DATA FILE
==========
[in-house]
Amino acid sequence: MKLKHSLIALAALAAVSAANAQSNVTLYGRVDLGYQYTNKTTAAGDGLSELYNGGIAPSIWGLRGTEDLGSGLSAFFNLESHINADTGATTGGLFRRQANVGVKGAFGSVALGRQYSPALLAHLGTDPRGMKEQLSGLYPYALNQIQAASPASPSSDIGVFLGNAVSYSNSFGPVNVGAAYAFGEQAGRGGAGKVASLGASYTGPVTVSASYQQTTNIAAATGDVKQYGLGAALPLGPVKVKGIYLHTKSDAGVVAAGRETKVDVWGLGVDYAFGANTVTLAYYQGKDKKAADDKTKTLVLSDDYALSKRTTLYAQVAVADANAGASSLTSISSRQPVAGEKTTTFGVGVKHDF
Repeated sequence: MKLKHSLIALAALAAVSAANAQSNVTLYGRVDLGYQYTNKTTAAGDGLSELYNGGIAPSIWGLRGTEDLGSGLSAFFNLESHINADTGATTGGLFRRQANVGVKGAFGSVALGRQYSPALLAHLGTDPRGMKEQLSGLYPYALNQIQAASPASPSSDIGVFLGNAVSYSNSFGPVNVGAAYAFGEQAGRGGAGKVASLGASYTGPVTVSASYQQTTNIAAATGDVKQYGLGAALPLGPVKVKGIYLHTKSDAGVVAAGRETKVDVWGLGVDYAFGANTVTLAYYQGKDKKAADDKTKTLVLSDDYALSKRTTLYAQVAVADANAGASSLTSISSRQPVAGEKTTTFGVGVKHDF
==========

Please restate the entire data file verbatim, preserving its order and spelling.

[in-house]
Amino acid sequence: MKLKHSLIALAALAAVSAANAQSNVTLYGRVDLGYQYTNKTTAAGDGLSELYNGGIAPSIWGLRGTEDLGSGLSAFFNLESHINADTGATTGGLFRRQANVGVKGAFGSVALGRQYSPALLAHLGTDPRGMKEQLSGLYPYALNQIQAASPASPSSDIGVFLGNAVSYSNSFGPVNVGAAYAFGEQAGRGGAGKVASLGASYTGPVTVSASYQQTTNIAAATGDVKQYGLGAALPLGPVKVKGIYLHTKSDAGVVAAGRETKVDVWGLGVDYAFGANTVTLAYYQGKDKKAADDKTKTLVLSDDYALSKRTTLYAQVAVADANAGASSLTSISSRQPVAGEKTTTFGVGVKHDF
Repeated sequence: MKLKHSLIALAALAAVSAANAQSNVTLYGRVDLGYQYTNKTTAAGDGLSELYNGGIAPSIWGLRGTEDLGSGLSAFFNLESHINADTGATTGGLFRRQANVGVKGAFGSVALGRQYSPALLAHLGTDPRGMKEQLSGLYPYALNQIQAASPASPSSDIGVFLGNAVSYSNSFGPVNVGAAYAFGEQAGRGGAGKVASLGASYTGPVTVSASYQQTTNIAAATGDVKQYGLGAALPLGPVKVKGIYLHTKSDAGVVAAGRETKVDVWGLGVDYAFGANTVTLAYYQGKDKKAADDKTKTLVLSDDYALSKRTTLYAQVAVADANAGASSLTSISSRQPVAGEKTTTFGVGVKHDF